By Mark Dawes, January 2019
Two anecdotes to begin with:
When I watch a football match, whether it’s a premiership match, a league two game or my son playing for his local team you can guarantee at some point half of the supporters will be yelling “shoot” while the other half shout “pass the ball”. The footballer in the thick of the action has to make a judgement call in about the best thing to do in a split second.
One Christmas my grandmother sent my father two ties as a present. On Boxing Day we arrived at my grandparents’ house, my father dutifully wearing one of his new ties. My grandmother opened the door and the first thing she said was “didn’t you like the other tie?”.
Teaching is a series of decision. The US researcher and teacher Deborah Loewenberg Ball found that in one 88-second section of one of her lessons she had to decide how to respond on 20 occasions (1). That’s a decision every four and a half seconds.
Deciding which pupil to call on to give an explanation? A judgement call.
Selecting the numbers to use in a particular problem? A judgement call.
Deciding whether to move on to a new concept or to spend more time on the current task? Judgement call.
Deciding how much homework to set? Judgement call.
Deciding how to respond to a pupil who has forgotten their book? To a comment from a pupil? To an irrelevant question? To the tone of voice being used? Judgement calls, all.
When I am teaching, what happens when I can see a pupil has written an incorrect answer? Do I talk to them about it one-to-one? Do I check those pupils sitting nearby and see whether they also have the same error? If not do I ask one of the other pupils to do it? Should I listen in while they do so, or should I leave them to it? Might this be a small mistake, or is it a bigger misconception that needs to be dealt with? Should I talk to the group of pupils about it, or see whether it is an issue for the whole class? If I do stop the class should I use the pupils’ work as an example (perhaps under the visualiser?), or ask the whole class a related question? If I use an example, do I pick a standard example, or one with a particular feature? Does the size of the numbers matter? Calculator or non-calculator? Do I get the pupils to write in their books or on mini-whiteboards?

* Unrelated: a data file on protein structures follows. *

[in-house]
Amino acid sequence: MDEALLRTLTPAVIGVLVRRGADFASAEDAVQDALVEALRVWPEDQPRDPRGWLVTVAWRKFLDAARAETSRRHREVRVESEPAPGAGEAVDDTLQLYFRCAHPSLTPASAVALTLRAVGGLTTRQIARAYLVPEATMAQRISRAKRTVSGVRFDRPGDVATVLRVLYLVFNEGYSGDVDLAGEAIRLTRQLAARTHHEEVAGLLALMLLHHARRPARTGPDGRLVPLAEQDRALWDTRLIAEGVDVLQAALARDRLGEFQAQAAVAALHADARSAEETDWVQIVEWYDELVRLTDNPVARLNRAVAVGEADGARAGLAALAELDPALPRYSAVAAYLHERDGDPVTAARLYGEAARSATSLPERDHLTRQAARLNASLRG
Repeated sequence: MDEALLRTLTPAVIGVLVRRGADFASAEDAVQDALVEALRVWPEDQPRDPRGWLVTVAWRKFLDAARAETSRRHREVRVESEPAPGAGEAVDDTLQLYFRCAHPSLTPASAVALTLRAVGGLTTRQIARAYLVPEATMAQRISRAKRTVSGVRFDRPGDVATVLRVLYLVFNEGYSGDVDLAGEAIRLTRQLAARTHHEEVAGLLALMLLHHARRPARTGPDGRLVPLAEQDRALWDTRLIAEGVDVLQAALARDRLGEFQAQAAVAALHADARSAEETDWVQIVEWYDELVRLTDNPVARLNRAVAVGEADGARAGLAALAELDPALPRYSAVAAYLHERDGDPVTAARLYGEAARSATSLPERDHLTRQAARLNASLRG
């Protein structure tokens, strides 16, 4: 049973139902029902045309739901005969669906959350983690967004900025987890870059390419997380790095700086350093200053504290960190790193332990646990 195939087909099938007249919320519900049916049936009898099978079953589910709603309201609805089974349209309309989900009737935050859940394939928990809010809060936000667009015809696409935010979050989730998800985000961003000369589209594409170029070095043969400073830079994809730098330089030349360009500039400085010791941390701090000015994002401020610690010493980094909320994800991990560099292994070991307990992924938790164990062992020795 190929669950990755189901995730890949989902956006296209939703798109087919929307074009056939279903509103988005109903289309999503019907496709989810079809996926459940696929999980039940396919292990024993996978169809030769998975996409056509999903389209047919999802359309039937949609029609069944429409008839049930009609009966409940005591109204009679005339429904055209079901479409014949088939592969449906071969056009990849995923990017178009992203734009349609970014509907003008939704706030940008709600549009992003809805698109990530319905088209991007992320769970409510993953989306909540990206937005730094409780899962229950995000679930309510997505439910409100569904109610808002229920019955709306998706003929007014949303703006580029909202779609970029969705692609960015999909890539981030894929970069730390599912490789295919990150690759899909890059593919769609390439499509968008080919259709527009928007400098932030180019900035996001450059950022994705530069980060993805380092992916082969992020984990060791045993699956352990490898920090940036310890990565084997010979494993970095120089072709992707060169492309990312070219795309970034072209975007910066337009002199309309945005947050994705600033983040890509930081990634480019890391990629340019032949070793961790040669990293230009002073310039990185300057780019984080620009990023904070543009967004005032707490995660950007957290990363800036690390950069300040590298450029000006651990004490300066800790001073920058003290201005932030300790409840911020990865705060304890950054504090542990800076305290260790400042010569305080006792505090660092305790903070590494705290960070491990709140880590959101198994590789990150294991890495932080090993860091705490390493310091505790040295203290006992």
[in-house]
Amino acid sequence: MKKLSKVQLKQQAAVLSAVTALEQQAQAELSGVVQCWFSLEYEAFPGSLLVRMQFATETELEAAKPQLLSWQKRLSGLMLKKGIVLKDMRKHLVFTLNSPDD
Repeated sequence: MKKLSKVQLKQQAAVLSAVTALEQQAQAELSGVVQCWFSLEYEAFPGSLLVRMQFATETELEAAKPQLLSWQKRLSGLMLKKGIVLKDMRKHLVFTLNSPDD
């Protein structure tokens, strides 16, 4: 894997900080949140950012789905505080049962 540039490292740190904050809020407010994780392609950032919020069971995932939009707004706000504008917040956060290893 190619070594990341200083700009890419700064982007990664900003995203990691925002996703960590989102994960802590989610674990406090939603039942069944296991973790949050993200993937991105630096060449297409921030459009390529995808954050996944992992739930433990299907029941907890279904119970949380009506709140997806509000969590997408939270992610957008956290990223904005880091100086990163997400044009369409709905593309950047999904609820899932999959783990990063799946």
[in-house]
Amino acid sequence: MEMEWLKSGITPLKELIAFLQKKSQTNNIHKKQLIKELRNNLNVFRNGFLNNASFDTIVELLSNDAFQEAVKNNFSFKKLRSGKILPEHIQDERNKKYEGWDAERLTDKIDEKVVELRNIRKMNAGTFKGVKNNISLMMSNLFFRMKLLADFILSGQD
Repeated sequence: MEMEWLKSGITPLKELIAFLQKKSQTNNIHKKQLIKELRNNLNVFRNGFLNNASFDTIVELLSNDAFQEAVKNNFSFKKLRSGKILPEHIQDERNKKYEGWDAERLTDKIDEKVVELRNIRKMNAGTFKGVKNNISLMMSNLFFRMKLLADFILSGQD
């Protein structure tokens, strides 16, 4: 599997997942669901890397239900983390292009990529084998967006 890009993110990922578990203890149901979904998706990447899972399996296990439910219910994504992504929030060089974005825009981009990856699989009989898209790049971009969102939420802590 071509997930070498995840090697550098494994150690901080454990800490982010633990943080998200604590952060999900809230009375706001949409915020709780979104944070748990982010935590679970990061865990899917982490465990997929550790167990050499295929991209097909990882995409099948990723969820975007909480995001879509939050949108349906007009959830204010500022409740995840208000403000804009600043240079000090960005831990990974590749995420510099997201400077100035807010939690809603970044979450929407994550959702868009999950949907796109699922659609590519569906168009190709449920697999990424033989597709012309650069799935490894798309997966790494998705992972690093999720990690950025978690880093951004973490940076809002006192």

With these sorts of questions there might be a clear right answer. But in many cases there are judgement calls to be made.
When observing a maths lesson it can be easy to assume the decisions the teacher makes are either right or wrong (or perhaps very good/poor). I want to suggest that, as per the two anecdotes, there is more going on.
Often we need to decide which example to use. If we use one type of example an observer might wonder why we didn’t choose a particular alternative. That’s a “Dad’s tie” scenario.
In the midst of a lesson an unexpected issue might crop up. Do we stop and deal with it? Or do we continue with our plan and return to the issues in a future lesson? That’s a judgement call. This is the “shoot or pass” scenario. We need to make a decision and to make it quickly (otherwise we will be tackled and will lose the ball).
In both of these scenarios it seems reasonable for an observing teacher to ask why a particular decision was made and to offer alternatives. Questions like: “Why did you phrase the question like that?”, “Why did you choose that pupil to answer the question?”, “Why did you pause (or not) after asking that question?”, “Why did you want the pupils to write in their books rather than on a whiteboard?”, etc, seem to me to be extremely reasonable and helpful questions, which might cause a teacher to reflect on and revisit what they did. I would encourage observers to ask questions such as these, but not to suggest that the original decision taken by the teacher was wrong.
Equally, I would encourage the teacher not to be defensive. Please don’t assume that because your way can be justified that other decisions shouldn’t be considered. Even if they wouldn’t have been better in that particular situation they might be more appropriate in a different lesson and might give rise to more thought .
This seems to me to be an important part of the professional dialogue that can follow all sorts of lesson observations, whether a performance management observation carried out by a line-manager, a trainee observing an experienced teacher, a mentor observing a trainee or two colleagues carrying out peer-observation. It also shows the difficulty (futility?) of trying to give a lesson a grade.